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6 March 2024updated 07 Mar 2024 11:47am

I’ve learned to love the Disaster House. But will it love me back?

When we moved in there was a sadness in the crumbling walls. Now, the house seems able to breathe again.

By Rachel Cunliffe

Almost a year since we first went to view what quickly became referred to as the “Disaster House”, we have finally moved in. The project  that has consumed every spare shred of emotional energy and driven me to tearfully suggest cutting our losses and moving to a remote Pacific island is by no means completed. There’s a hole in the bathroom wall where a sink should one day be; open plug sockets abound; the dishwasher, it turns out, is connected to the electricity but not the water supply. (This, I am told, is harder to fix than you might imagine.)

Still, having been gutted and renovated to within an inch of its Victorian terraced life, it is now liveable again. And, more importantly, it is ours.

I realise how fortunate we are to have left behind the hellscape that is London renting, particularly at the moment when horror stories of demonic landlords and bidding wars for mouldy house-shares are at record levels. But knowing that didn’t make the Byzantine chaos or extortionate cost of selling one property and buying another any easier.

Oh, the things I learned about the property industry. Getting a mortgage post Liz Truss was only the start. There were the solicitors who charged us up front for “information packs” they were required to purchase on our behalf, who then kept the money and forgot about it. The buyers who waited until the moment of exchange to clutch their pearls at it being a leasehold flat (as had been clearly advertised) and threatened to pull out unless we gave them a hefty discount. The enterprising estate agent who informed us that the sellers of a house we were looking at “didn’t really want to pay inheritance tax”, so how would we feel about paying part of the purchase price in cash, to keep it off the books.

Eventually, though, the Disaster House became legally ours. And then the real work began. Caveat emptor: the previous owners (who, I should stress, are not the would-be inheritance tax dodgers) had not been fully candid about the state of their property. The surveyor’s report discovered they had illegally removed the chimney breasts without consulting the local council or a structural engineer – but at least we knew that. What we didn’t know was the rest. 

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From the dodgy glass in the windows to the leak they had left unfixed for so long it had rotted the floor joists, every room presented its own safety hazards. They had been letting it out as a multiple-occupation property (yet further evidence, as if it were needed, for proper regulation of the rental market). When I found out the most recent tenants had had a small child, I cried. This house, I said, was clearly cursed, if not actively haunted. It had negative energy, a pervading sense of sadness and despair in the crumbling walls and sloping floors.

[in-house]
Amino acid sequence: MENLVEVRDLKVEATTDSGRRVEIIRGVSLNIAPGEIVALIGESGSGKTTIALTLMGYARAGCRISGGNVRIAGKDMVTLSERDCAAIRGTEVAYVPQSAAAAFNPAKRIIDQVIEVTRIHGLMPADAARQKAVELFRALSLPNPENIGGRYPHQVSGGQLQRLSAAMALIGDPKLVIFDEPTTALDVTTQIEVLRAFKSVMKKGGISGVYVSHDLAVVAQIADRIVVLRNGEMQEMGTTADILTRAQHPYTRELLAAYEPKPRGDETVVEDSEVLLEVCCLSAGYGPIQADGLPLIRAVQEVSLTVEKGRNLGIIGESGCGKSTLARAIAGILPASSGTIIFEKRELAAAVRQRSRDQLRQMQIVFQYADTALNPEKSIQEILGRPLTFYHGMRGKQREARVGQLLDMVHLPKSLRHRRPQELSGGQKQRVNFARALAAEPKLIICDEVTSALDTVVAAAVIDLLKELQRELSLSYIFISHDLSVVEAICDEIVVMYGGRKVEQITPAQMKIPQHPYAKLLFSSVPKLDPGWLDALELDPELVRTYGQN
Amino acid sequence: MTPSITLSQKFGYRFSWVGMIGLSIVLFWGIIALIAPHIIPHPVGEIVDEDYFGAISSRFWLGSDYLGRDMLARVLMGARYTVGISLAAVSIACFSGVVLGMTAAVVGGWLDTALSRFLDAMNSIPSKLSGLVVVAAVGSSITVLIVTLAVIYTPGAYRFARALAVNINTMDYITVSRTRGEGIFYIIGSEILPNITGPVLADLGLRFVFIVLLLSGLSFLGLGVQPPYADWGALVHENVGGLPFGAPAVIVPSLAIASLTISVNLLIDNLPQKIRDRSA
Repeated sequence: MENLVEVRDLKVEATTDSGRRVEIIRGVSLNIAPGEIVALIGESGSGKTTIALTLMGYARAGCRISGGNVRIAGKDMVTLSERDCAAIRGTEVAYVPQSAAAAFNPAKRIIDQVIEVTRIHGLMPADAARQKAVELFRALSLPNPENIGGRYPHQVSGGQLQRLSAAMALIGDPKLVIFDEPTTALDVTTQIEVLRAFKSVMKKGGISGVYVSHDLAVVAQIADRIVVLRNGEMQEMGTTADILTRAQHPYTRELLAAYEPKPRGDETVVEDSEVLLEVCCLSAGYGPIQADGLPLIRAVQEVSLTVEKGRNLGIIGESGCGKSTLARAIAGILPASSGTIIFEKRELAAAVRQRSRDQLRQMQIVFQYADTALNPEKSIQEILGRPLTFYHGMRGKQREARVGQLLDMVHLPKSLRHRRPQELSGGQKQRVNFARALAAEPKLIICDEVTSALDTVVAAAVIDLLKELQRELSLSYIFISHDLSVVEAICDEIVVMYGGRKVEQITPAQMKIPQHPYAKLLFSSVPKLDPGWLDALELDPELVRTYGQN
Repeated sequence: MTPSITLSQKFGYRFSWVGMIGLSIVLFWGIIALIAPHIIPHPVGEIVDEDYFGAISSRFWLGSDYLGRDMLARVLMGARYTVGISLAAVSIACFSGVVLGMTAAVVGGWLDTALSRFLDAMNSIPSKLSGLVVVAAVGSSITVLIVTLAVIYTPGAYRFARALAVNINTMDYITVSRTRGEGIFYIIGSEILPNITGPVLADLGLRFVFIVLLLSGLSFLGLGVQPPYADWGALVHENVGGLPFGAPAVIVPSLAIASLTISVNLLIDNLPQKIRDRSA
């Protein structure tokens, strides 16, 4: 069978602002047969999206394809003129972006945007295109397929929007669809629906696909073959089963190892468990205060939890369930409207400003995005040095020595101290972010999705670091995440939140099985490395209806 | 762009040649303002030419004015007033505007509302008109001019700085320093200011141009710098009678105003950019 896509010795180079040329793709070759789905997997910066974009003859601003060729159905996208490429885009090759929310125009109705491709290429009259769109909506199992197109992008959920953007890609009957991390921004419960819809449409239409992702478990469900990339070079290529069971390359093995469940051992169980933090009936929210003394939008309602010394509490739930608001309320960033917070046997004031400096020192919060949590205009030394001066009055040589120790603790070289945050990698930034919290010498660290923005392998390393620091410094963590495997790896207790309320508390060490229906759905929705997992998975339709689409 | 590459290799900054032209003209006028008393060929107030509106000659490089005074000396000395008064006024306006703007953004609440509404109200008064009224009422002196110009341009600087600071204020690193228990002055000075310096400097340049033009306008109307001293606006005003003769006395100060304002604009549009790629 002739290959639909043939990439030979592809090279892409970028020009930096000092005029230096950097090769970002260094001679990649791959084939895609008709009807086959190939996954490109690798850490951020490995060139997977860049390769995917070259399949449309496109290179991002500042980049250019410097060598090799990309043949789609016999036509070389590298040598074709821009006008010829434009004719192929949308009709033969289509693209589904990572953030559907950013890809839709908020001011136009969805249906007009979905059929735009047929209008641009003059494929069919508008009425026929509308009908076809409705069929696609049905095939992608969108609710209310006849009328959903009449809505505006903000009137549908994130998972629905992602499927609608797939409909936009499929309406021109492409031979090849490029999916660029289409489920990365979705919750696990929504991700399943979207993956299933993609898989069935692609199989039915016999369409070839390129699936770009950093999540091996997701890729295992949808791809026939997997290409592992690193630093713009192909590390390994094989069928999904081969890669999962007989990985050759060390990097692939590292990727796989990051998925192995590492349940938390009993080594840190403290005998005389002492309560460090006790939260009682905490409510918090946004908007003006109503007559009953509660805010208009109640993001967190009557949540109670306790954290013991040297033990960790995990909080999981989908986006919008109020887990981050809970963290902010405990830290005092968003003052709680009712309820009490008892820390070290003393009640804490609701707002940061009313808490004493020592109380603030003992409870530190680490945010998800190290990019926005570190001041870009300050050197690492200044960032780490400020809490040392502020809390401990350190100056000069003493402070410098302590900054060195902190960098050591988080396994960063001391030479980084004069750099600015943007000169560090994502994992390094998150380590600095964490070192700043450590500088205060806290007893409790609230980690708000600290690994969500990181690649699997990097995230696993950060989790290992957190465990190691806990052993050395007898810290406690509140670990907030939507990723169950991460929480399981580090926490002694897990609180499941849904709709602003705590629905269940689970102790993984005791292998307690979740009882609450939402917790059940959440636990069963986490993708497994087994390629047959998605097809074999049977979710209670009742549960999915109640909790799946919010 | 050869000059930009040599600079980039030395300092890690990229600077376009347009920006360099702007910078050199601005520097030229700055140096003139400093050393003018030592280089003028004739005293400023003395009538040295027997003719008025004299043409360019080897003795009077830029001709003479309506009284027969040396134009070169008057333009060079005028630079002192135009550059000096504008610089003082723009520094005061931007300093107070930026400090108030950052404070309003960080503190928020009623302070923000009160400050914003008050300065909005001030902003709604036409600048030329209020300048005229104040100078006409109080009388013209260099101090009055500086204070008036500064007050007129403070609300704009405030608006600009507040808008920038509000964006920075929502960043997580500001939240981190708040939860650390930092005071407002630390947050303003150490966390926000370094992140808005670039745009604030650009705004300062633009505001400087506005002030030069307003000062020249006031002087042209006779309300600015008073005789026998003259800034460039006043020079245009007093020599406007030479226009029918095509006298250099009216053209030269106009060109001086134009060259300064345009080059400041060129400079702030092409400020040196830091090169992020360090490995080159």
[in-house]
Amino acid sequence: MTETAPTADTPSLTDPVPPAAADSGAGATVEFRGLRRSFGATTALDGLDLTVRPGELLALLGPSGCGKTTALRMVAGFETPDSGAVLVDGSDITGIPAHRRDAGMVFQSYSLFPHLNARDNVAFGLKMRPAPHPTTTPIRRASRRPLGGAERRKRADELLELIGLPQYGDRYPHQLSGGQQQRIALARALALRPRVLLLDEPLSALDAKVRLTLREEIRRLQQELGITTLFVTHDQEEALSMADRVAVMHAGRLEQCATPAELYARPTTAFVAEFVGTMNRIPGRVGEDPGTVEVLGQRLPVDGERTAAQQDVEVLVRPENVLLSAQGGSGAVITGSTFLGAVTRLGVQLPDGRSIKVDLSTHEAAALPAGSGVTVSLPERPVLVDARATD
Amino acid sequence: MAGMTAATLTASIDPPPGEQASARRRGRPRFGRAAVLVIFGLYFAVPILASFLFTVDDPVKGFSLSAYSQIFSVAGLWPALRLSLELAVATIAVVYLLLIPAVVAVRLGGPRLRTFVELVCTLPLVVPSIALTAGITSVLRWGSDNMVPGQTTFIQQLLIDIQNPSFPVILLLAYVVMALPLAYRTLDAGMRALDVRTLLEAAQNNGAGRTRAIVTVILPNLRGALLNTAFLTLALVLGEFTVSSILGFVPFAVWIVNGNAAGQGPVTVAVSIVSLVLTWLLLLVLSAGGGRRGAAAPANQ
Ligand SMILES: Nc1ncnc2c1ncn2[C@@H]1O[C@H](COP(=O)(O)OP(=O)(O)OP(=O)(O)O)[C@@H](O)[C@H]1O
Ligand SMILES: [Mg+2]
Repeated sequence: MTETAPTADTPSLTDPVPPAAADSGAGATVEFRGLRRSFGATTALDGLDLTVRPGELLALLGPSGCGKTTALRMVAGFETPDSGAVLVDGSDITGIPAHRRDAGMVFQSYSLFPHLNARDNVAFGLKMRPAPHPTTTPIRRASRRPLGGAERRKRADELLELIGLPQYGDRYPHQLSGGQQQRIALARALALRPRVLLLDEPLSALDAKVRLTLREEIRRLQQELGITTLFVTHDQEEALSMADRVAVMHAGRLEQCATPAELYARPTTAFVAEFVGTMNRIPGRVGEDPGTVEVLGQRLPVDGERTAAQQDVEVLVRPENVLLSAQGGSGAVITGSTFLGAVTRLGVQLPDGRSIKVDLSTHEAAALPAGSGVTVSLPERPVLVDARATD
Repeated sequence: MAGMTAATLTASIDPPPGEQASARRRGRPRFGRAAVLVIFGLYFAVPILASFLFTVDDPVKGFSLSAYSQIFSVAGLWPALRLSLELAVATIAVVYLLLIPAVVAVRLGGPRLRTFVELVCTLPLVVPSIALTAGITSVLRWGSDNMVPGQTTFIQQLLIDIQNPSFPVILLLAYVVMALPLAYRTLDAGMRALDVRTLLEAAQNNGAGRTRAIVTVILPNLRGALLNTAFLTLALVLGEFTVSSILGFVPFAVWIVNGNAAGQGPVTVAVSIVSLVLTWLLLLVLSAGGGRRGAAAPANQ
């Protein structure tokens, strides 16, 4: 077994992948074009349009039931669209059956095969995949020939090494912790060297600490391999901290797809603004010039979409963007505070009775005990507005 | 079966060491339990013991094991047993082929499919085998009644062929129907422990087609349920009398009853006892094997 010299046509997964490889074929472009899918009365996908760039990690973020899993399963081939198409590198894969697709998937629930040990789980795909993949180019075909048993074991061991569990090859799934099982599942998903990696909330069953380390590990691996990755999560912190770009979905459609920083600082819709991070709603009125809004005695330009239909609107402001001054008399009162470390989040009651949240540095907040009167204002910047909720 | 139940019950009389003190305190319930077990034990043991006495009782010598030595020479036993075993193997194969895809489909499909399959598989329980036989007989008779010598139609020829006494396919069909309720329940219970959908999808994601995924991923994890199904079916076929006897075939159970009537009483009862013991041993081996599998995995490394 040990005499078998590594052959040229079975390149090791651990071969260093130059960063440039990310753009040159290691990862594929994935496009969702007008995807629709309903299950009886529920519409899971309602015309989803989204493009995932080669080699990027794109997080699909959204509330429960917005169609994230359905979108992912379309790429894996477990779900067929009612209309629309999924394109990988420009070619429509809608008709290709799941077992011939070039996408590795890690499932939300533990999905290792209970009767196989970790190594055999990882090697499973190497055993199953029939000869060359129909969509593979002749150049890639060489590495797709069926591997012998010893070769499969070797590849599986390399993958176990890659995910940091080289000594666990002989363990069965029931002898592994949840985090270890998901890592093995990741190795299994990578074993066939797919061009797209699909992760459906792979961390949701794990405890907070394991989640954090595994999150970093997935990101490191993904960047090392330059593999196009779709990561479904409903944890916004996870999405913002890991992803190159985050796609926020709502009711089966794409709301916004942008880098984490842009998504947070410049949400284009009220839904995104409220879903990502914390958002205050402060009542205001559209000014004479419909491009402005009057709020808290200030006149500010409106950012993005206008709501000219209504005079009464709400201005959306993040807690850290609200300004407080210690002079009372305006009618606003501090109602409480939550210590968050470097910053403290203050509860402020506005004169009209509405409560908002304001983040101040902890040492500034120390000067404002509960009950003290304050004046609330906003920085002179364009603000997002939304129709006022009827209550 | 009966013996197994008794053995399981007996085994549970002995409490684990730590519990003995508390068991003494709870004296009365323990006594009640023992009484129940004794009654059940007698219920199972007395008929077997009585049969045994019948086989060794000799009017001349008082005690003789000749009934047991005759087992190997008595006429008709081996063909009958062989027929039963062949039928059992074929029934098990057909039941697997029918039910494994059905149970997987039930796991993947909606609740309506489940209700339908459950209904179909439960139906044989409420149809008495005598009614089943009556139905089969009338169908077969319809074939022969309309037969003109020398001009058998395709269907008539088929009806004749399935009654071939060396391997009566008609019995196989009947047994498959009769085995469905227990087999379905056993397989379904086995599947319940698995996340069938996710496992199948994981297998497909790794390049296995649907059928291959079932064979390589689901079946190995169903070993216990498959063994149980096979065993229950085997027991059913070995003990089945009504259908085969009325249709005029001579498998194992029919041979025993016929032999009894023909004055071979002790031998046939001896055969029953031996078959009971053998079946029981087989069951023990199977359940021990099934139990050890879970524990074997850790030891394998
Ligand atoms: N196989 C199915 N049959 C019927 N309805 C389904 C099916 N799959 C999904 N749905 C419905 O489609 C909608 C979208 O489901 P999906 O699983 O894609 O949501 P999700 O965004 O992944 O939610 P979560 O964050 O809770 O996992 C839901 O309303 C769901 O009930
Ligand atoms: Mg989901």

Over the past six months, thanks to a team of builders who enjoy a challenge, the house has been reincarnated, phoenix-like. It’s nothing special, no Grand Designs extravaganza, but the scale of the transformation has still astounded me: new floors, windows, doors, kitchen, bathroom, even internal walls. Slowly, the sharp smell of fresh plaster and sawdust has banished the whiff of hopelessness. The new windows let in so much more light. The house seems able to breathe again.

Our first night there was surreal. This was a space I knew so well, that I’d watched being stripped down to its bones and rebuilt, familiar and alien at the same time. We had spent so long trying to turn it into a home, a place where there could be dinner parties and lazy Sunday mornings and collapsing on the sofa with a takeaway. A place where we could laugh at the cat – who remains confused by the concept of stairs – learning to jump through the banister. Was it enough?

“What if the house doesn’t like us?” I asked, thinking about the decades of neglect it had experienced. 

“It will take time,” my husband told me. “It has not been treated kindly in the past. It has been sad. But we have given it lots of love and care and attention, and slowly it will start to love us back.”

In other words, our house is a stray cat. I wonder if it will be friends with us.

[See also: A magic mushroom trip in Amsterdam triggers a revelation]

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This article appears in the 06 Mar 2024 issue of the New Statesman, Bust Britain

Select and enter your email address Your weekly guide to the best writing on ideas, politics, books and culture every Saturday. The best way to sign up for The Saturday Read is via saturdayread.substack.com The New Statesman's quick and essential guide to the news and politics of the day. The best way to sign up for Morning Call is via morningcall.substack.com Our Thursday ideas newsletter, delving into philosophy, criticism, and intellectual history. The best way to sign up for The Salvo is via thesalvo.substack.com Stay up to date with NS events, subscription offers & updates. Weekly analysis of the shift to a new economy from the New Statesman's Spotlight on Policy team. The best way to sign up for The Green Transition is via spotlightonpolicy.substack.com
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  • Facility / Grounds Management and Maintenance
  • Finance Management
  • Health - Medical and Nursing Management
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